Synopsis: In a small Korean province in 1986, two detectives struggle with the case of multiple young women being found raped and murdered by an unknown culprit.
Stars: Kang-ho Song, Sang-kyung Kim, Roe-ha Kim
Director: Bong Joon Ho
Running Length: 132 minutes
TMMM Score: (4/10)
Review: With the landmark, well-deserved victory for South Korean director Bong Joon Ho’s Parasite at the Academy Awards last year (can you remember that far back?), not to mention the director himself taking home an additional two statues for Best Original Screenplay and Best Director, it seemed only natural that his previous films would come up in conversation. He’d already been riding a nice wave of admiration with Okja for Netflix in 2017 and 2013’s Snowpiercer which is where he truly broke through to a US audience. I first came to know his work with the monster movie The Host in 2006 but also was familiar with him from 2009’s Mother (don’t get it confused with the grody mother! from 2017) – so I felt I’d already had a good primer for his work.
One film had eluded me, though, and it happened to be the one that many cite as his best of all so it was just my luck that indie movie studio Neon (which released Parasite and has been crushing it with honing in on the next big thing lately) is re-releasing it in a special version. Remastered and showing for two special nights before becoming more widely available, 2003’s Memories of Murder is director Bong’s epic crime saga that follows a police investigation of a serial murder/rapist on the hunt in a remote Korean town. The hype was high for this before I pressed play and I was expecting the same skill on display in Parasite…which makes the feelings I had by the end that much more disappointing.
I struggled for a while to find exactly what turned me off so much about Memories of Murder but perhaps it’s a cultural thing that I never warmed to. There’s a deeply misogynistic and repressive feeling to the film, with gruff men exuding force to get their way and ignoring all others who might argue otherwise. This is true for both the good and the bad individuals in the world director Bong has created and by the end of the very long running length you feel like you haven’t come up for air all day. The overarching message that appears to be relayed is that strong men take what they want and the weak, infirm, handicapped, minority, gay, female, will subjugate to them at all costs. It’s likely the intent to illustrate some point that’s never made completely clear but it makes the movie a tough, ugly sit and therefore it isn’t one I’d ever want to return to for a second viewing.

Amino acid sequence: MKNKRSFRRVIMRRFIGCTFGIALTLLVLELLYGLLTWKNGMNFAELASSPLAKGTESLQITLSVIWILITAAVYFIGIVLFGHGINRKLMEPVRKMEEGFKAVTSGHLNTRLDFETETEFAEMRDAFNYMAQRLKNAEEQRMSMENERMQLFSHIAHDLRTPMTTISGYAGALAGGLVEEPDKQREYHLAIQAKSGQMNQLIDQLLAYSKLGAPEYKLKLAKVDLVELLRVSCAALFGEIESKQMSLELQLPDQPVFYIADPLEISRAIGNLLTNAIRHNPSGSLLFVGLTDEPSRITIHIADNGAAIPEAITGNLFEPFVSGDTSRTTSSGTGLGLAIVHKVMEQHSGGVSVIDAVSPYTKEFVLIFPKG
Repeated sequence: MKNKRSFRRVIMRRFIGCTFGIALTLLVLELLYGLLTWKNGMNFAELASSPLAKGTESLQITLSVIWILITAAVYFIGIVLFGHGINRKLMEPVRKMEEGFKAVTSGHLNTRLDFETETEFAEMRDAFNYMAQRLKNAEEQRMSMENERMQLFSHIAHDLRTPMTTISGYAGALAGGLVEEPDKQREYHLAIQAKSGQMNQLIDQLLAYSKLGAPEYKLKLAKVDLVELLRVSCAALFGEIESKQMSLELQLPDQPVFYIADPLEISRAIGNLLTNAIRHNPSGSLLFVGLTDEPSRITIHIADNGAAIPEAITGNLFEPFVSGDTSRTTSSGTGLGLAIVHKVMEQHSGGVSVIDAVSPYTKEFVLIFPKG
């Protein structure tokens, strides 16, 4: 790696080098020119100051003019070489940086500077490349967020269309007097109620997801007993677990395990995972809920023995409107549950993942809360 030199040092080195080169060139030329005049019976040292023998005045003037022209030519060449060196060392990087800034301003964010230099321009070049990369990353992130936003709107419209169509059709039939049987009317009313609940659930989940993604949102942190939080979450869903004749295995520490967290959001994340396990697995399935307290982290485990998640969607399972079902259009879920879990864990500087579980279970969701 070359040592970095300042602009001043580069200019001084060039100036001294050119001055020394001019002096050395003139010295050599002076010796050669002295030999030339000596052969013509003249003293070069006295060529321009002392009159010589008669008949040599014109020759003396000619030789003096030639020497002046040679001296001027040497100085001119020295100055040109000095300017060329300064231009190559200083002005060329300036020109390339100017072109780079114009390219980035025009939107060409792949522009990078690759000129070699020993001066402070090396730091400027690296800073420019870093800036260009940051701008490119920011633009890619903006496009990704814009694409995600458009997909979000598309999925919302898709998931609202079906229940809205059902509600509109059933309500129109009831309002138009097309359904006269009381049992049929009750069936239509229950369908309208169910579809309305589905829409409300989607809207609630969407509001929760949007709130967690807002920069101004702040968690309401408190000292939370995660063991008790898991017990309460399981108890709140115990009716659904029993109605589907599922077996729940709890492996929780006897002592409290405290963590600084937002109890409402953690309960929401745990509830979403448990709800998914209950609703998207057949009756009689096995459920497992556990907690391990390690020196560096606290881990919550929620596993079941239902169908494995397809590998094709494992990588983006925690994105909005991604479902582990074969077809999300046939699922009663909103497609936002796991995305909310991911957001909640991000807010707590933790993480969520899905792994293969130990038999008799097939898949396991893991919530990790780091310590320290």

It’s very much your standard serial murder story with women being brutally tortured, killed, and then defiled after the fact. (As is director Bong’s fascination, a fuzzy fruit plays a twisted part of the killer’s calling card.) The police investigation into the crimes is hackneyed with little technology available in the mid-1980s setting and hardly any attention really paid to the slayings at first. The methods of extricating confessions from potential suspects is problematic to say the least and a number of detainees are cornered and subjected to heinous treatment based solely on hunches. If it all led to something of substance, you might be able to rationalize out the means to an end but it spills out into a void of nothingness that stretches on for infinity.
If I’m being honest, I’m a little surprised Memories of Murder is the film that’s singled out as representative of the kind of filmmaker director Bong wanted to be. Every film after this seems to have gotten more sophisticated and more attune to the governance of human decency toward others. I haven’t loved each of his films (I thought The Host was terribly overrated, so you can do with that what you will) but have found them to carry some sort of balance to them. Not here. This is a grim, grimy experience and while it may have its share of chilling imagery and a plot that mirrors a number of similar serial killer films found in the US, it’s insistence of wallowing and then pressing our face in it didn’t work for me at all.